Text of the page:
We also had time with iGen and Iridesse Product Marketing Manager Amy Stear, who said Xerox realized designers didn’t fully understand how to design and create files for optimal output results using Xerox digital technology. Additionally, she said Xerox saw a need to help their PSP customers promote their Xerox technology and business.

To help educate designers, Stear showed us materials Xerox has available to provide a step by step process in creating digital files that produce the best output on Xerox devices. The CMYK+ Design and File Preparation Guidelines booklet shows different applications of Iridesse technology and how to design a file to take full advantage of the technology. Covering spot color, use of metallic, white and clear toner, the booklet is a kind of an “Iridesse for Designers”.

For iGen, Stear said the recently announced iGen 5 XLS is now available in the Americas and that current iGen 5 installations can be upgraded to support up to 35-inch-long sheets and fluorescent yellow toner. An interesting note was that the fluorescent yellow toner is the same color as the fluorescent used for USTA tennis balls.


EFI’s new Executive Chairman and CEO Jeff Jacobson kicked off a press event with a brief review of EFI’s acquisition by Siris Capital. “The acquisition enables EFI to execute our go-forward strategy, optimize how we work, and increase our ability to execute our mission,” said Jacobson, noting this results in being better able to make long-term strategic investments in technology and relationships with customers/partners. He emphasized EFI will continue to invest in R&D which is approximately 15% of revenue. Jacobson ended saying EFI’s key objectives are maintaining their leading market position, keeping their customer focus from beginning to end, leveraging ultra-high-speed inkjet into packaging, industrial printing and textile printing (EFI sees significant opportunity in corrugated production where less than 1% is digital and textile print where 5%-6% is digital), keeping attention on ink and service, continued innovation in Fiery and productivity software, and participation in growth areas such as display graphics.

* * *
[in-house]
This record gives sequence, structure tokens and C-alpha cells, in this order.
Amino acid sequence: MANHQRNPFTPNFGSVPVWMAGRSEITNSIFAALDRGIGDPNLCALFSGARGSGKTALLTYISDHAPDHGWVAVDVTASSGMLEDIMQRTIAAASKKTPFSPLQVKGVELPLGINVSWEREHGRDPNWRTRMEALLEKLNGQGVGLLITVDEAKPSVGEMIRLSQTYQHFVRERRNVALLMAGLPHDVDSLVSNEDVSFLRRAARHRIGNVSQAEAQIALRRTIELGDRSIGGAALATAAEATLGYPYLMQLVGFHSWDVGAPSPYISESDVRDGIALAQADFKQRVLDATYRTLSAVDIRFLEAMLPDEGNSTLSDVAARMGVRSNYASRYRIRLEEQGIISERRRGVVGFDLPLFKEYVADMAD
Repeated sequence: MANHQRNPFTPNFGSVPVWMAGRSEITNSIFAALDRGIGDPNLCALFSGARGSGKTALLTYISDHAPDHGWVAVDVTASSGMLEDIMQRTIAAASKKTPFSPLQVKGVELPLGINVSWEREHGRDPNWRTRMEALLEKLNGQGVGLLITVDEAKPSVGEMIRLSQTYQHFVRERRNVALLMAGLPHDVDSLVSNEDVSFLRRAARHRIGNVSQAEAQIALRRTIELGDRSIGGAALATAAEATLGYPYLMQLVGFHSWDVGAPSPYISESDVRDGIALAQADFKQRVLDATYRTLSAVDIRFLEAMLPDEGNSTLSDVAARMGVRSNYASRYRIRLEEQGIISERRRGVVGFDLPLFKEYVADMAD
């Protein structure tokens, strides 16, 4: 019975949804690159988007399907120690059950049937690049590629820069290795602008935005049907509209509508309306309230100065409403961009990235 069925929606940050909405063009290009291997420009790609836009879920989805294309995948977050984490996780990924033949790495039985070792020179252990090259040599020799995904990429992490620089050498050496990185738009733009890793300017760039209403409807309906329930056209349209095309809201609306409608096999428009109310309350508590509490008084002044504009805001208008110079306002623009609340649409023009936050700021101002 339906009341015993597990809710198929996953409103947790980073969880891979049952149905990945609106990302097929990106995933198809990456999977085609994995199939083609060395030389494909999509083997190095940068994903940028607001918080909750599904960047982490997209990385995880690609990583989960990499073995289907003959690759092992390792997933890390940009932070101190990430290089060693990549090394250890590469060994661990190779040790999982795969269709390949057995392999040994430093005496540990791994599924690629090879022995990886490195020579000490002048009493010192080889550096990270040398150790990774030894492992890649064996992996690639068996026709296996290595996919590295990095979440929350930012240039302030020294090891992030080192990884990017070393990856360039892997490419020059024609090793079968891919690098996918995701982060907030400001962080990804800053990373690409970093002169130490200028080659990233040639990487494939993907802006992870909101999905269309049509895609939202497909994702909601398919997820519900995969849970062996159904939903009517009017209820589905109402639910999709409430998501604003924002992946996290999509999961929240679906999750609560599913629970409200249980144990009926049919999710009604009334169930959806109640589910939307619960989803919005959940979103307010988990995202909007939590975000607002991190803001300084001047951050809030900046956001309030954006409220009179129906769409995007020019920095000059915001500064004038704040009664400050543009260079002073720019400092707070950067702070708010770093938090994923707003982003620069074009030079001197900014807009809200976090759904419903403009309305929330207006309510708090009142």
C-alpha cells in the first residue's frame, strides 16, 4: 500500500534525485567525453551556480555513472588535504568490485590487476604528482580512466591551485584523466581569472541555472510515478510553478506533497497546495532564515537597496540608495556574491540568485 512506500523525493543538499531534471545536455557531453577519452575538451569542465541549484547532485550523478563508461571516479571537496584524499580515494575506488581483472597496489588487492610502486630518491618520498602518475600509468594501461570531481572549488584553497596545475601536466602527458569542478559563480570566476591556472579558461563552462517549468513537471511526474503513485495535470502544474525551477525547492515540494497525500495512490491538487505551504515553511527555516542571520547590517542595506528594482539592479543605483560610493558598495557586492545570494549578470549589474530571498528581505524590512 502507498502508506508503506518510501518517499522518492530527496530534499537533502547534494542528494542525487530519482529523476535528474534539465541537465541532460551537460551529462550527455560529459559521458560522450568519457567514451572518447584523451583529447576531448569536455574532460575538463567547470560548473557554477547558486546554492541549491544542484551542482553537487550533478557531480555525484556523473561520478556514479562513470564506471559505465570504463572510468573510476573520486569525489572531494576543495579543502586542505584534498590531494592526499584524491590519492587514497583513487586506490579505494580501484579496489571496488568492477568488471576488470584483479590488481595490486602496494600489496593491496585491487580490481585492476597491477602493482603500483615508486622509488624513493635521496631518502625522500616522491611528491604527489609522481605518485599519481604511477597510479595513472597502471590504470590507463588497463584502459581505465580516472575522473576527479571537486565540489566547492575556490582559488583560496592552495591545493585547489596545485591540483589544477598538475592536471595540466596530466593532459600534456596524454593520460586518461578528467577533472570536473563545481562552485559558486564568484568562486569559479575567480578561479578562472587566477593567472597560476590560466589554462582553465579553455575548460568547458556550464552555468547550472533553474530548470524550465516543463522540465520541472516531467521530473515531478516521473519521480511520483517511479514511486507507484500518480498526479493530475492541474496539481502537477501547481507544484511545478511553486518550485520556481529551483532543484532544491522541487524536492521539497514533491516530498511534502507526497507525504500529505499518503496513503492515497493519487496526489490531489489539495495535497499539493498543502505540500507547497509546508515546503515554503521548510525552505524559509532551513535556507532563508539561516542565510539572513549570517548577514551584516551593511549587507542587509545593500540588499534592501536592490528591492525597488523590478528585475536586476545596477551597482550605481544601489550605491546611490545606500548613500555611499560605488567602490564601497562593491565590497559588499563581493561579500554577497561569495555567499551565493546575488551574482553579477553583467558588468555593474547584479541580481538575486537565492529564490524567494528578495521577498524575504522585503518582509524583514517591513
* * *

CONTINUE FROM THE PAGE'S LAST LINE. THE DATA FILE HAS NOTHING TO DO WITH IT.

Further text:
EFI’s Ken Hanulec then reviewed the products and technology EFI was showing on the floor. These included the first showing of the VUTEk 32h LED inkjet hybrid printer (winner of a 2019 SGIA Product of the Year award), and the new Fiery FS400 Pro DFE platform. Hanulec also noted new EFI IQ cloud services, the EFI ColorGuard cloud product, a new Fiery FreeForm application, the latest version of EFI Color Profiler and more.

On the show floor in EFI’s booth, we spoke with Frank Mallozzi, who said EFI is “Staying the course to addressable markets” and that outside of standard packaging and corrugated print growth “Textile is (the) ‘lights out’ opportunity.” He echoed Jacobson’s statements saying that only 6% of the textile print market is connected to digital.

Regarding the future Mallozzi sees artificial intelligence playing a larger role. He noted the abilities of EFI IQ to learn and store setup profiles of a job and automatically apply them when the next job like it arrives and how predictive and active supply replenishment enables the device to know when ink is low, place an order for the supply and send a notification that the order was placed.


We came away from the Ricoh exhibit and conversations with executives with a sense that Ricoh has developed a new marketing and sales message when compared to their OEM contemporaries. Equipment on the floor included the newly available  RICOH Pro TF6250 flatbed printer, RICOH Pro L5160 roll-to-roll latex printer, EFI Pro 16h, the new Colex Sharpcut Pro 1732 flatbed cutter, RICOH Pro C7210X printers, and a RICOH Pro VC70000 inkjet printer display, which used an augmented reality app to show how samples made on the printer were designed and printed. Additionally, there was a lab using RICOH Pro C7210X printers to provide a hands-on educational experience to customers in using Ricoh’s fifth color digital technology.

However, emphasis in the booth was on Ricoh’s focus to become a trusted alliance partner.

Ricoh’s Gavin Jordan-Smith said the goal for the show was about more than print. It was helping improve the customer’s experience by “creating and understanding the customer journey.” Jordan-Smith said Ricoh is focused on not building a partnership but building alliances between Ricoh, PSPs, the PSP’s customers, and dealers. He went on to clarify that  “An alliance is something in which we care not just about your success but your failures as well so we can turn them around.”

Ricoh is now out of restructuring mode and ready to open up aligning sales activity with marketing efforts, according to Jordan-Smith. Additional news from the show is that Ricoh is expecting to announce a B-size printer in the coming year and Ricoh Digital Painting Company had a technology showcase of their Vehicle Art Robo technology. This is a “super-wide” inkjet technology that can print on an entire truck trailer, corrugated metal and even tires. We were told this is already in use in Japan and a demonstration and technology center is planned to be operational in the Atlanta area by year-end.  See a video of Vehicle Art Robo here: